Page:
Tuesday, July 26, 2011
Hamburg Stadttheater 1900
The Hamburg Stadttheater in 1900.
The Stadttheater served as home of Hamburg Opera from 1827 until the building’s destruction in the 1943 air raids. (Hamburg Opera became Hamburg Staatsoper only in 1937, at the insistence of the National Socialist government in Berlin.)
The 1827 building was designed by Karl Friedrich Schinkel, but all evidence of Schinkel’s design was obliterated in 1873, when a new overlay was applied to the building’s exterior. The 1873 overlay was a grotesque attempt to make the building more “grand” and more in keeping with Hamburg’s status as Germany’s center of trade, a status the city acquired after the 1870 German unification. From 1870 until 1900, the city of Hamburg grew by leaps and bounds—its population swelled tenfold and its wealth multiplied many times over to the extent that Hamburg became one of the most important cities on the European continent—and the new exterior of the Stadttheater was intended to reflect the city’s mounting significance.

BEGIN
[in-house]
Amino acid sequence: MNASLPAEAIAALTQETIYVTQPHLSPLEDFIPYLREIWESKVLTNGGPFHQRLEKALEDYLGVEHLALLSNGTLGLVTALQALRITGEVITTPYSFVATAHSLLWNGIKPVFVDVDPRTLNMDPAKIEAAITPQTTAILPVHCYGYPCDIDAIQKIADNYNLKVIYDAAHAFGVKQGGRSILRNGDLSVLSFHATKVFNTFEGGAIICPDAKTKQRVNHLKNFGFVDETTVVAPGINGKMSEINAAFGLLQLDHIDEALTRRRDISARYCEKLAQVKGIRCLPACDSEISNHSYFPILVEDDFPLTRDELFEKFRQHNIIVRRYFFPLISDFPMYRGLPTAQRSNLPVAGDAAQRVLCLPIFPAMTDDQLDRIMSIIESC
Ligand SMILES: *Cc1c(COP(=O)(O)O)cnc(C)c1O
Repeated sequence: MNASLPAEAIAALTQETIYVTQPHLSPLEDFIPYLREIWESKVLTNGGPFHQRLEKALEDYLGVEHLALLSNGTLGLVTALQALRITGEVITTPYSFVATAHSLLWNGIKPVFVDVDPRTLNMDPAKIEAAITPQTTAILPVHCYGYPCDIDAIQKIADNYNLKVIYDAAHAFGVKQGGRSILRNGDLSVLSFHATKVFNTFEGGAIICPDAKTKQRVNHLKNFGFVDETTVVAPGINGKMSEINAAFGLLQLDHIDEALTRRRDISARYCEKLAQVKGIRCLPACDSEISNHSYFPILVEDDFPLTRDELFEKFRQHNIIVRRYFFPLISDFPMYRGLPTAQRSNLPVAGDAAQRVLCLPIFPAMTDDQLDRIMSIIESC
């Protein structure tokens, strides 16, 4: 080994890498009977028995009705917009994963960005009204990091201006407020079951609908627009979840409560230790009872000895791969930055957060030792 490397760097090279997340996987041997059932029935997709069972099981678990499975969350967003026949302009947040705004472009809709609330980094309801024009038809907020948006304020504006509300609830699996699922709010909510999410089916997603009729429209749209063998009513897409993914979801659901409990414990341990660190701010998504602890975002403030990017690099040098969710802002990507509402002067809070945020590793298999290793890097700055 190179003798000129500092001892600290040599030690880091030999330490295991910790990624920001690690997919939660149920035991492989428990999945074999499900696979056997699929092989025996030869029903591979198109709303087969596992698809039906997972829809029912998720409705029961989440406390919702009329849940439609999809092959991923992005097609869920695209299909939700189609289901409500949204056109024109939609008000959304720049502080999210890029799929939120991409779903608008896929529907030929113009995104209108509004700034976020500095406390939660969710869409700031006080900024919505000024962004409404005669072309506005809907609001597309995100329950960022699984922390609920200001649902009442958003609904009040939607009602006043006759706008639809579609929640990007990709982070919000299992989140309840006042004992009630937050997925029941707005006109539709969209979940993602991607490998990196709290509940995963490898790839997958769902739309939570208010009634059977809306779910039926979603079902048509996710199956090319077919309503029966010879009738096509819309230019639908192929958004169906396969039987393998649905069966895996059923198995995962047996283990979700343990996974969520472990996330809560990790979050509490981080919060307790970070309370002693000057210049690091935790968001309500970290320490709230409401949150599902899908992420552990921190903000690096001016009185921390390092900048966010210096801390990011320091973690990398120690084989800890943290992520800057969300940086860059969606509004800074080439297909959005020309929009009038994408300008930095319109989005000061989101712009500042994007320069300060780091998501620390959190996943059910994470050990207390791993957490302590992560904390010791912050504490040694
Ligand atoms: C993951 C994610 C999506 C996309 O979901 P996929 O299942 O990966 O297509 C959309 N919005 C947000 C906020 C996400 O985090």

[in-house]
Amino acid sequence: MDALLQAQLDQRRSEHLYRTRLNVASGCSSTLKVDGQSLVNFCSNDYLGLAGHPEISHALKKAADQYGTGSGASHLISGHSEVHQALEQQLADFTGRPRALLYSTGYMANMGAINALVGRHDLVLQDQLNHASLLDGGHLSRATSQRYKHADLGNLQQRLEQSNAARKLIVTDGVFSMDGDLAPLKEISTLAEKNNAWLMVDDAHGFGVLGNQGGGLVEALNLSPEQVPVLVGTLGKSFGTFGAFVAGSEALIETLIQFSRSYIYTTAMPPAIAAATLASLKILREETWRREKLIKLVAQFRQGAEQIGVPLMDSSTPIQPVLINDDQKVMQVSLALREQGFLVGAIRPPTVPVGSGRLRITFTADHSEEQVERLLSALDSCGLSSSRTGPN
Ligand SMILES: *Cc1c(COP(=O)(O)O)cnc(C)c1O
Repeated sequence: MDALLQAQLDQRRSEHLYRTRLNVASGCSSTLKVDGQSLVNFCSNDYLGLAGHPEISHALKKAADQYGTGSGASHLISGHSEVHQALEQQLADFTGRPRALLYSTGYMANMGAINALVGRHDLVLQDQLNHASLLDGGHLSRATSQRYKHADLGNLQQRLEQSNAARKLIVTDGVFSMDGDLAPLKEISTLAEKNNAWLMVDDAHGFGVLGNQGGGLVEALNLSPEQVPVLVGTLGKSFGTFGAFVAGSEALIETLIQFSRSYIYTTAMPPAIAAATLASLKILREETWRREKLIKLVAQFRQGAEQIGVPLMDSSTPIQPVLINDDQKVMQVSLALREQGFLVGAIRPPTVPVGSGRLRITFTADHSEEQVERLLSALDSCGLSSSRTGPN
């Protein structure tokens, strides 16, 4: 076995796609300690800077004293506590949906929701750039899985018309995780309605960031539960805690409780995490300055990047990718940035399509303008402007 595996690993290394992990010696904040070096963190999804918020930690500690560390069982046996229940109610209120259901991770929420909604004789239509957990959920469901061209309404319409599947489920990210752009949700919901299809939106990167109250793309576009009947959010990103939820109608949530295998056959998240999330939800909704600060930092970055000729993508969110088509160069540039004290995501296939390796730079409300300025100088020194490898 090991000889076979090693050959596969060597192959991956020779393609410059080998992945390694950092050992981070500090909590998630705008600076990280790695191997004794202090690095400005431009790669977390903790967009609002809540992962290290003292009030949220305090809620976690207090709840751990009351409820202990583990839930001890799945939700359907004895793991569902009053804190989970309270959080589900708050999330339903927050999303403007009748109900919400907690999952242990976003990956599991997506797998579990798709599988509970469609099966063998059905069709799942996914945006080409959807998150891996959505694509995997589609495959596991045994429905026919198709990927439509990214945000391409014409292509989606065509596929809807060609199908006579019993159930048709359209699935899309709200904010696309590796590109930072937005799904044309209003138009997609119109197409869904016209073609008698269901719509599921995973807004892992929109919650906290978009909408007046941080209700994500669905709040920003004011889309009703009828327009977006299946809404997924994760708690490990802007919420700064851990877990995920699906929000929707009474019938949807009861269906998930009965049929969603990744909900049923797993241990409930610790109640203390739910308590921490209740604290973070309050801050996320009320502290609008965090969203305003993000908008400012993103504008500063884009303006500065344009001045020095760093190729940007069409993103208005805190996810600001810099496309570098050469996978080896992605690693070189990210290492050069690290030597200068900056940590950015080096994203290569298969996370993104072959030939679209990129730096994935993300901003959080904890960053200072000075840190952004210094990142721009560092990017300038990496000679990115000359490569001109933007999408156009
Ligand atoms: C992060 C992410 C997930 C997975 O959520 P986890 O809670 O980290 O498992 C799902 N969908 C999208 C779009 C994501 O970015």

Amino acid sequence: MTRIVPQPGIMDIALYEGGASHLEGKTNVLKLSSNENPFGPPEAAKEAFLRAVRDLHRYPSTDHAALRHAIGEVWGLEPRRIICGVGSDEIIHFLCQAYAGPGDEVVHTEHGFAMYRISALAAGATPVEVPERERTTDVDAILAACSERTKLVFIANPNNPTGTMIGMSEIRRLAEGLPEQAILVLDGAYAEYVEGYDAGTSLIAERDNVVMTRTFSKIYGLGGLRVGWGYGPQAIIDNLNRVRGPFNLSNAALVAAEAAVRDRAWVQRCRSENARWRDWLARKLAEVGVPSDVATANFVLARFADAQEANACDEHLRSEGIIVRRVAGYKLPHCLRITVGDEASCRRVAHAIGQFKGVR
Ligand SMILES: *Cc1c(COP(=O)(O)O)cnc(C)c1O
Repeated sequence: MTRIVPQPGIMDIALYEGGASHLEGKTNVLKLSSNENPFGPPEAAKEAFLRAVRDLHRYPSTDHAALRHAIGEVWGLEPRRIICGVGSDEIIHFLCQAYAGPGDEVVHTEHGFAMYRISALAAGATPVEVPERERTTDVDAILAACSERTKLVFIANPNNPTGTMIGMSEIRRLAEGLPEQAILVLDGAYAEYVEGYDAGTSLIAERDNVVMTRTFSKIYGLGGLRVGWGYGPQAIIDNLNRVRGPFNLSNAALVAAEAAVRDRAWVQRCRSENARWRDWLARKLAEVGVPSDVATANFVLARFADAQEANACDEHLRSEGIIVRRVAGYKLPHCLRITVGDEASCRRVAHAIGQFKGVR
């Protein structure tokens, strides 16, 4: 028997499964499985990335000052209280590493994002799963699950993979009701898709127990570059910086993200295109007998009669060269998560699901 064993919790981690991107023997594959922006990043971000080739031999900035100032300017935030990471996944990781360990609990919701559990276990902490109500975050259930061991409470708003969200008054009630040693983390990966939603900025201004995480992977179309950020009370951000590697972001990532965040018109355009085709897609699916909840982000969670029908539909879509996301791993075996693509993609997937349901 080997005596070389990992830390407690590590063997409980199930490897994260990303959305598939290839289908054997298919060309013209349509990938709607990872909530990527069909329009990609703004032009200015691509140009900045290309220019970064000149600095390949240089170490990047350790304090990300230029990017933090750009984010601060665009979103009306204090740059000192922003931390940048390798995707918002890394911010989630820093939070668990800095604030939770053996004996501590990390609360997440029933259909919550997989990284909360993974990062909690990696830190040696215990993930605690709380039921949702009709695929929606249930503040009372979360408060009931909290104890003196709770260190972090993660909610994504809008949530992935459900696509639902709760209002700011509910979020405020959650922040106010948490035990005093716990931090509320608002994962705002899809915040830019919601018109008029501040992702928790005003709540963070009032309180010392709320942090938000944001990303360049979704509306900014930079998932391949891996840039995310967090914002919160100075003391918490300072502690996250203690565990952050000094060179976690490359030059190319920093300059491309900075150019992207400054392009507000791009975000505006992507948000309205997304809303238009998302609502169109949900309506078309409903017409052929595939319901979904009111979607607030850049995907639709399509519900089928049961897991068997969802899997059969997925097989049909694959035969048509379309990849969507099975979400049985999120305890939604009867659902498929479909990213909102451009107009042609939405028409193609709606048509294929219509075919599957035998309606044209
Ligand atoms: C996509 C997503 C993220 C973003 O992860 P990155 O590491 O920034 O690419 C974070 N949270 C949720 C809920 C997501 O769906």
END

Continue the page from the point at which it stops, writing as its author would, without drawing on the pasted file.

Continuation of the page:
The 1873 overlay, part Neo-Classical and part Neo-Renaissance, was very much a horror—and the new features pasted onto the original façade were wrongly scaled to boot.
This was a building that deserved to be destroyed—and, after the war, Hamburg city fathers never contemplated rebuilding the original structure. This was so despite the fact that a reconstruction was very much possible: the exterior walls had remained standing, and only the auditorium and public promenades had been destroyed by bombs and fires (the stage and backstage and administrative areas had been saved from destruction by the iron fire curtain).
Josh has already written about the strange fate of the building during and after the war.
The Hamburg Staatsoper of today is only one-third post-war, something few persons realize. Two-thirds of the building is the 1827 structure, extensively modernized in 1926.